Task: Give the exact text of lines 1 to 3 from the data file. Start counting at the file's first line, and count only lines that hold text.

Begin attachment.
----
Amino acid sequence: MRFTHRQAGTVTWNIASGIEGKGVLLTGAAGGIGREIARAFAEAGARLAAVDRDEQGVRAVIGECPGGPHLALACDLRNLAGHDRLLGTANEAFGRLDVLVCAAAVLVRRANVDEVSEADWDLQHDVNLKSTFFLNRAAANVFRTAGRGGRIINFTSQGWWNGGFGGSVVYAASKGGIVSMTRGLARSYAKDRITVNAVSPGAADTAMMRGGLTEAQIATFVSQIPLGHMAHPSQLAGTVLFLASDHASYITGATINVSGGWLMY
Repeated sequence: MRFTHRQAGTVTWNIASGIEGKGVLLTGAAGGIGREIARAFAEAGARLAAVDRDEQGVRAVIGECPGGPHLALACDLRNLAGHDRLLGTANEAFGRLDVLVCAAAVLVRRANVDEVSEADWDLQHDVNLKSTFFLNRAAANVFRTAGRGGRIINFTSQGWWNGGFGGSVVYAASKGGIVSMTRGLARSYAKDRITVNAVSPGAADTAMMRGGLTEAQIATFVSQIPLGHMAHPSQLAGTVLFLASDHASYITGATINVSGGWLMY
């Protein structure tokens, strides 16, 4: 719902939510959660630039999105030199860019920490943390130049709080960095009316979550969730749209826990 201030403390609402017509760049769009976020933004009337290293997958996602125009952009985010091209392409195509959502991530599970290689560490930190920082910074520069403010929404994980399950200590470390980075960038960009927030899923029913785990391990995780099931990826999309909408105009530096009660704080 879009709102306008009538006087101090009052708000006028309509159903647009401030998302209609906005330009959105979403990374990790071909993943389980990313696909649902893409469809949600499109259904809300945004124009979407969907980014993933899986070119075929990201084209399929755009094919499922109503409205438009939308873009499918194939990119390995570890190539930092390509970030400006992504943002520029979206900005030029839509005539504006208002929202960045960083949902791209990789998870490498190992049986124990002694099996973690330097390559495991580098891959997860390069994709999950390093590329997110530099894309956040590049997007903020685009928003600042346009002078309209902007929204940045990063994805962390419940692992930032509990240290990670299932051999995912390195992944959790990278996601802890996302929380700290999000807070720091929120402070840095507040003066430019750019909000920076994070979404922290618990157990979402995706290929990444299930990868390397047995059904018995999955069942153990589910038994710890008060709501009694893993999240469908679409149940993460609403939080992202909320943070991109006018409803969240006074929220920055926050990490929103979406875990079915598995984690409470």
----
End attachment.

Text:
Amino acid sequence: MRFTHRQAGTVTWNIASGIEGKGVLLTGAAGGIGREIARAFAEAGARLAAVDRDEQGVRAVIGECPGGPHLALACDLRNLAGHDRLLGTANEAFGRLDVLVCAAAVLVRRANVDEVSEADWDLQHDVNLKSTFFLNRAAANVFRTAGRGGRIINFTSQGWWNGGFGGSVVYAASKGGIVSMTRGLARSYAKDRITVNAVSPGAADTAMMRGGLTEAQIATFVSQIPLGHMAHPSQLAGTVLFLASDHASYITGATINVSGGWLMY
Repeated sequence: MRFTHRQAGTVTWNIASGIEGKGVLLTGAAGGIGREIARAFAEAGARLAAVDRDEQGVRAVIGECPGGPHLALACDLRNLAGHDRLLGTANEAFGRLDVLVCAAAVLVRRANVDEVSEADWDLQHDVNLKSTFFLNRAAANVFRTAGRGGRIINFTSQGWWNGGFGGSVVYAASKGGIVSMTRGLARSYAKDRITVNAVSPGAADTAMMRGGLTEAQIATFVSQIPLGHMAHPSQLAGTVLFLASDHASYITGATINVSGGWLMY
């Protein structure tokens, strides 16, 4: 719902939510959660630039999105030199860019920490943390130049709080960095009316979550969730749209826990 201030403390609402017509760049769009976020933004009337290293997958996602125009952009985010091209392409195509959502991530599970290689560490930190920082910074520069403010929404994980399950200590470390980075960038960009927030899923029913785990391990995780099931990826999309909408105009530096009660704080 879009709102306008009538006087101090009052708000006028309509159903647009401030998302209609906005330009959105979403990374990790071909993943389980990313696909649902893409469809949600499109259904809300945004124009979407969907980014993933899986070119075929990201084209399929755009094919499922109503409205438009939308873009499918194939990119390995570890190539930092390509970030400006992504943002520029979206900005030029839509005539504006208002929202960045960083949902791209990789998870490498190992049986124990002694099996973690330097390559495991580098891959997860390069994709999950390093590329997110530099894309956040590049997007903020685009928003600042346009002078309209902007929204940045990063994805962390419940692992930032509990240290990670299932051999995912390195992944959790990278996601802890996302929380700290999000807070720091929120402070840095507040003066430019750019909000920076994070979404922290618990157990979402995706290929990444299930990868390397047995059904018995999955069942153990589910038994710890008060709501009694893993999240469908679409149940993460609403939080992202909320943070991109006018409803969240006074929220920055926050990490929103979406875990079915598995984690409470």